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Blog category: Driving

Does Driving Fast Get You There Faster?

4 min read

Whether they’re late for work or just impatient behind the wheel, many drivers tend to speed whenever they can and consider it a routine part of getting from point A to point B. Let’s be honest; most of us sometimes go above the posted speed limit. Many of us who consider ourselves safe drivers in every other way still drive over the speed limit.

Sometimes we’re just “going with the flow of traffic.” Modern life is fast and getting faster. We all have places to go and people to see. So, it makes sense to step on the gas so we can reach our destination sooner. But the truth is, driving faster doesn’t save you that much time.

The US Army conducted a survey where they tested trips of 15, 30, 50, and 200 miles, each driven at speeds of 35, 50, and 65 miles per hour. Their research shows, without taking into account traffic congestion or traffic signals, how long these trips would take at 10 and 20 mph above those limits. The result: you would save less than six minutes. Interestingly, the survey found that the higher the speed limit is, the less time you would save, using the following scenario to explain this result.

Six minutes. Is it really worth the stress involved and the inherent dangers to get to our destination a few minutes sooner?

Speeding Costs Lives

According to the National Highway Traffic Safety Administration (NHTSA), speeding was responsible for 11,258 deaths in the US in 2020 and was a contributing factor in 29 percent of all traffic fatalities. When we discuss speeding, we may think of the legal consequences of getting caught when doing it. We may try to observe the posted limit to avoid expensive tickets, getting more points on our record, and the threat of losing our driving privileges. But speeding is more than simply breaking the law.

Driving too fast can result in:

  • Losing control of the vehicle
  • More severe collisions resulting in more severe injuries
  • More time needed for emergency stops
  • Seatbelts and other protections rendered less effective
  • Increased wear and tear on the car
  • Higher fuel consumption

Why Do We Drive Too Fast?

The instances of speeding are on the rise. As mentioned, modern life seems to be running at warp speed. Most drivers who wouldn’t dream of texting while driving or getting behind the wheel after drinking still consider going above the speed limit to be relatively safe.

  • Car Culture: Driving fast can be fun for some. Some thrill seekers may own sporty vehicles and feel that it’s their right to drive fast. They want to test or show off their car’s performance and see just how fast they can go.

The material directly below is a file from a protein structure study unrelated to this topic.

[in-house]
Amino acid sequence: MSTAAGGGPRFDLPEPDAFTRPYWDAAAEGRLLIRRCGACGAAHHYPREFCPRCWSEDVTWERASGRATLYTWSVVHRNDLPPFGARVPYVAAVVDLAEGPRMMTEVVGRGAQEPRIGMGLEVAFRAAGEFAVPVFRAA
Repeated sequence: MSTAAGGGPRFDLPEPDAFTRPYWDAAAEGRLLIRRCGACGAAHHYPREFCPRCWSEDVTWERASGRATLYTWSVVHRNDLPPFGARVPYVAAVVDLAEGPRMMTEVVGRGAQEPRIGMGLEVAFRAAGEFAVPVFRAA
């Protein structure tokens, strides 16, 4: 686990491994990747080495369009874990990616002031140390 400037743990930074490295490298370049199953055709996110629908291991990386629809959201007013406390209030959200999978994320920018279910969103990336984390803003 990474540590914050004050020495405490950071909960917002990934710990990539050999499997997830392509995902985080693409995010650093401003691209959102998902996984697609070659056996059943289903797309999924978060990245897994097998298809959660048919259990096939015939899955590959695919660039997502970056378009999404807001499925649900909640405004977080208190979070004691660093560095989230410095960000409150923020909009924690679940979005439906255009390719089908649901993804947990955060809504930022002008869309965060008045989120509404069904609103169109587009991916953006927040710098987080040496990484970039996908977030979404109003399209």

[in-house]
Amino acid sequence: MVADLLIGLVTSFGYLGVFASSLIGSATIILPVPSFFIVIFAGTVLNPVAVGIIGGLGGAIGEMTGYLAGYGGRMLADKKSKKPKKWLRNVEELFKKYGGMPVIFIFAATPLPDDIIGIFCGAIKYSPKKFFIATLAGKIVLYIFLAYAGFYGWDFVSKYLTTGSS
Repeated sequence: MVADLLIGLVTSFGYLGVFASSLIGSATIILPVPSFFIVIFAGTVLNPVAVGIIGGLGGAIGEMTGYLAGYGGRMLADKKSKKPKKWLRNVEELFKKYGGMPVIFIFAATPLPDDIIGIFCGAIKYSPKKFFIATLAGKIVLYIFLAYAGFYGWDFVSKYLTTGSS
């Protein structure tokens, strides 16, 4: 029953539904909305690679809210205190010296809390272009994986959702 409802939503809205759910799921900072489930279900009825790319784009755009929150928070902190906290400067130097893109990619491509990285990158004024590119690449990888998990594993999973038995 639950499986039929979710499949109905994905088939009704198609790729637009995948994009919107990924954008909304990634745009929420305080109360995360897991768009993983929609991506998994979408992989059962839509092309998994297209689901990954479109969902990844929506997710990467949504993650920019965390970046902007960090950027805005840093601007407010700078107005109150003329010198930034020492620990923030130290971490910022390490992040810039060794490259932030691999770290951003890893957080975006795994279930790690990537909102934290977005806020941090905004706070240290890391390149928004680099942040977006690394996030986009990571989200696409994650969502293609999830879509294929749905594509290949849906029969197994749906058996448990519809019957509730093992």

• Traffic: With a growing number of cars on the roadways, we’re seeing increased congestion and more frustrated drivers trying to get where they’re going. This all leads to aggressive behaviors, including speeding.
  • Driver Anonymity: Sitting in a car, you can feel cut off from what’s going on outside. It’s similar to how certain people act online when their identity is hidden. So, it can be tempting, when frustrated or angry, to act in ways that don’t conform to how (most of us) typically behave in polite society.
  • Driver Confidence: Some motorists have an overblown belief in their own abilities behind the wheel. These drivers feel that they are competent and skilled and can therefore take more chances and drive faster than the rest of us.
  • Disregard for the Law: There are those who believe the posted speed limits are way too low. Then, there are the drivers who enjoy flouting the rules and seeing how much they can get away with.

Regardless of the justification, remember that speeding kills. It endangers not only the driver speeding but the passengers and other drivers and pedestrians. Slow and steady wins the race, so take care on the road and be respectful of the posted speed limits. Take the same care with your insurance policy. Speak with a Wawanesa agent who can help you make sure you’re adequately covered for whatever life throws at you.

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The above content is for informational purposes only and is not a direct representation of coverages offered by Wawanesa or its policies. The information does not refer to any specific contract of insurance and does not modify any definitions, provisions, exclusions or limitations expressly stated in any contracts of insurance. All references within the above content are illustrative and may not apply to your situation. The terms and conditions of the actual insurance policy or policies involved in a claim are determinative as to whether an accident or other loss is covered. To understand the coverage under your current policy, please log into the account management platform to review your policy or contact an agent directly.

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